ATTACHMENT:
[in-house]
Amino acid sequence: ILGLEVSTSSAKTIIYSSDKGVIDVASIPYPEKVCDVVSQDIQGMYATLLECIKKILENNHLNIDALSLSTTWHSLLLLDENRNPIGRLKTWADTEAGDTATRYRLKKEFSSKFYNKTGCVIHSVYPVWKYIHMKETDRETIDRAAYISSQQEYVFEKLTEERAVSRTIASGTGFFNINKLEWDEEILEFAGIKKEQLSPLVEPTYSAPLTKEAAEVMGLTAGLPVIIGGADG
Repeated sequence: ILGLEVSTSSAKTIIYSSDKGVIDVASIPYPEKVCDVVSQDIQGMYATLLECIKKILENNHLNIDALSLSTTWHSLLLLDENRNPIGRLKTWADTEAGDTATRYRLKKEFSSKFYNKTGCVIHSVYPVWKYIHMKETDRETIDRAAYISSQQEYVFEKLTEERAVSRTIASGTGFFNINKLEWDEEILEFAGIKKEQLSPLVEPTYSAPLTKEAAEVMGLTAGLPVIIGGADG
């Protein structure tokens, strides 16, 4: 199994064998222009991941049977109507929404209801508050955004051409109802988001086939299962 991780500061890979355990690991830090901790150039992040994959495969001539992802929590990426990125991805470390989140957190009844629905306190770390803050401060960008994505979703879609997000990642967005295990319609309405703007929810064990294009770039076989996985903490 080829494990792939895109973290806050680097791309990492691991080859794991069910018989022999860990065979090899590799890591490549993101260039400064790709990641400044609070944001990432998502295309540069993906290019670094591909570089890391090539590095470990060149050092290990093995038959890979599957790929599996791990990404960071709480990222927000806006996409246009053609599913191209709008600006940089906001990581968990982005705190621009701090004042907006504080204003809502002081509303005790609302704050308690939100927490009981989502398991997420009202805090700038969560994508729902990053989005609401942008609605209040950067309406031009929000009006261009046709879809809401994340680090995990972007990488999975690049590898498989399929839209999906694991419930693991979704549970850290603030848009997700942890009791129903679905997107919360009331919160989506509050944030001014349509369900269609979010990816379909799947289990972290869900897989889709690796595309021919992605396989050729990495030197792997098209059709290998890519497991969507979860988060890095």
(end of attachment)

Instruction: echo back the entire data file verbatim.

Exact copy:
[in-house]
Amino acid sequence: ILGLEVSTSSAKTIIYSSDKGVIDVASIPYPEKVCDVVSQDIQGMYATLLECIKKILENNHLNIDALSLSTTWHSLLLLDENRNPIGRLKTWADTEAGDTATRYRLKKEFSSKFYNKTGCVIHSVYPVWKYIHMKETDRETIDRAAYISSQQEYVFEKLTEERAVSRTIASGTGFFNINKLEWDEEILEFAGIKKEQLSPLVEPTYSAPLTKEAAEVMGLTAGLPVIIGGADG
Repeated sequence: ILGLEVSTSSAKTIIYSSDKGVIDVASIPYPEKVCDVVSQDIQGMYATLLECIKKILENNHLNIDALSLSTTWHSLLLLDENRNPIGRLKTWADTEAGDTATRYRLKKEFSSKFYNKTGCVIHSVYPVWKYIHMKETDRETIDRAAYISSQQEYVFEKLTEERAVSRTIASGTGFFNINKLEWDEEILEFAGIKKEQLSPLVEPTYSAPLTKEAAEVMGLTAGLPVIIGGADG
């Protein structure tokens, strides 16, 4: 199994064998222009991941049977109507929404209801508050955004051409109802988001086939299962 991780500061890979355990690991830090901790150039992040994959495969001539992802929590990426990125991805470390989140957190009844629905306190770390803050401060960008994505979703879609997000990642967005295990319609309405703007929810064990294009770039076989996985903490 080829494990792939895109973290806050680097791309990492691991080859794991069910018989022999860990065979090899590799890591490549993101260039400064790709990641400044609070944001990432998502295309540069993906290019670094591909570089890391090539590095470990060149050092290990093995038959890979599957790929599996791990990404960071709480990222927000806006996409246009053609599913191209709008600006940089906001990581968990982005705190621009701090004042907006504080204003809502002081509303005790609302704050308690939100927490009981989502398991997420009202805090700038969560994508729902990053989005609401942008609605209040950067309406031009929000009006261009046709879809809401994340680090995990972007990488999975690049590898498989399929839209999906694991419930693991979704549970850290603030848009997700942890009791129903679905997107919360009331919160989506509050944030001014349509369900269609979010990816379909799947289990972290869900897989889709690796595309021919992605396989050729990495030197792997098209059709290998890519497991969507979860988060890095």